FTSE 100 dividend pay-outs are forecast to hit their highest level since 2018, supporting the narrative UK equities are set to be the trade of the next five years.

UK ETFs have already attracted significant inflows this year amid the rotation to cyclical equities with the $12.5bn iShares Core FTSE 100 UCITS ETF (ISF) pulling in $478m so far this year, as at 25 March, while the Vanguard FTSE 250 UCITS ETF (VMID) has seen $1.3bn inflows, according to data from ETFLogic.

With the UK suffering a pronounced downturn in 2020, the growth rally easing off and a relaxation of the Brexit news cycle should both work in the FTSE 100’s favour. 

Entering the pandemic recovery from a lower base than its western counterparts, the financials and commodities-heavy FTSE 100 has been front-and-centre since Pfizer announced its vaccine results. 

In fact, the flagship UK benchmark has jumped by 20.8% since early November and almost 5.2% since the end of January. 

Though energy prices are roughly back in line with consensus expectations, analysts believe recovery momentum could provide room for further upside. Meanwhile, a more conservative profit outlook for financials could be conducive to a more measured, upward trajectory for FTSE 100 banks and lenders. 

Also, UK benchmarks will be spurred by the country’s faster vaccine roll-out versus other countries. While not as exposed to the UK domestic market as the REITs and ITs of the FTSE 250, shortening the timeline on lockdown restrictions being loosened will still be a tailwind for FTSE 100 popularity. 

Income attracts newcomers 

Part in parcel with the cyclical equities bounce-back is the expectation that dividend pay-outs will return to something closer to pre-pandemic levels.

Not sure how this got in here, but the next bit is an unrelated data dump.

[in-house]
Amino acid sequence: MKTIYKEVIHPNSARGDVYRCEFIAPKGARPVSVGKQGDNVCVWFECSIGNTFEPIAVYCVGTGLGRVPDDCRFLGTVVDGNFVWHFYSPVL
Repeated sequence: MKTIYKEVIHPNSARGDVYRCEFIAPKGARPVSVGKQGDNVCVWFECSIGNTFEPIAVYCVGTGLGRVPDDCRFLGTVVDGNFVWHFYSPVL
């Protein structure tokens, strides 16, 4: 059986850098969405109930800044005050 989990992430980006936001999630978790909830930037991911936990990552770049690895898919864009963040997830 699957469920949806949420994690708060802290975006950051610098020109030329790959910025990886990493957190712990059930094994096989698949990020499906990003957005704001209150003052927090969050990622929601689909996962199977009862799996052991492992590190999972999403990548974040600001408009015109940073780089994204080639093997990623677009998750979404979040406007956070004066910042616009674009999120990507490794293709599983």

With many companies having cancelled or cut their dividends in 2020, AJ Bell anticipates dividend payments to grow by 21% this year to a total of £73.4bn with an average yield of 3.8%. 

Following projected total pay-outs of £61.4bn for last year, AJ Bell’s forecast for 2021 would represent the best year for FTSE 100 income since the £85.2bn peak in 2018.   

During the first three months of this year, 42 FTSE 100 companies have either declared or made a dividend payment with 12 more returning to the dividend list. 

According to Russ Mould, investment director at AJ Bell, £24.8bn of dividends have been declared by FTSE 100 firms in the year-to-date versus cuts of £2.8bn.

“The total value of payments declared or restored by FTSE 100 firms since March 2020, when the pandemic began to really hit home, now exceeds that of dividend reductions or cancellations,” Mould continued.

“The worst may indeed be over for those investors who are seeking income from UK equities, although they will still want to see the vaccination programme beat off the virus and the global economy gather some real traction before they truly begin to relax.”

Regarding specific sectors, pay-outs by the top four dividend-paying banks are expected to double during 2021, to £7bn, and continue rising until £9.3bn in 2022.

However, two-thirds of 2021’s expected increase in pre-tax income is forecast to come from the oil and mining sectors, exclusively. This represents a notable risk, given the profit targets they are now expected to meet are not as modest as those for the financial sector.

Despite this, the link between a continuation of a cyclicals rotation and dividend reinstatements in the relevant stocks is intuitive. ETFs have already proven to be a popular vehicle for income investors, so products tracking the FTSE 100 could be a boon for those seeking exposure to the recoveries of share prices and dividends.

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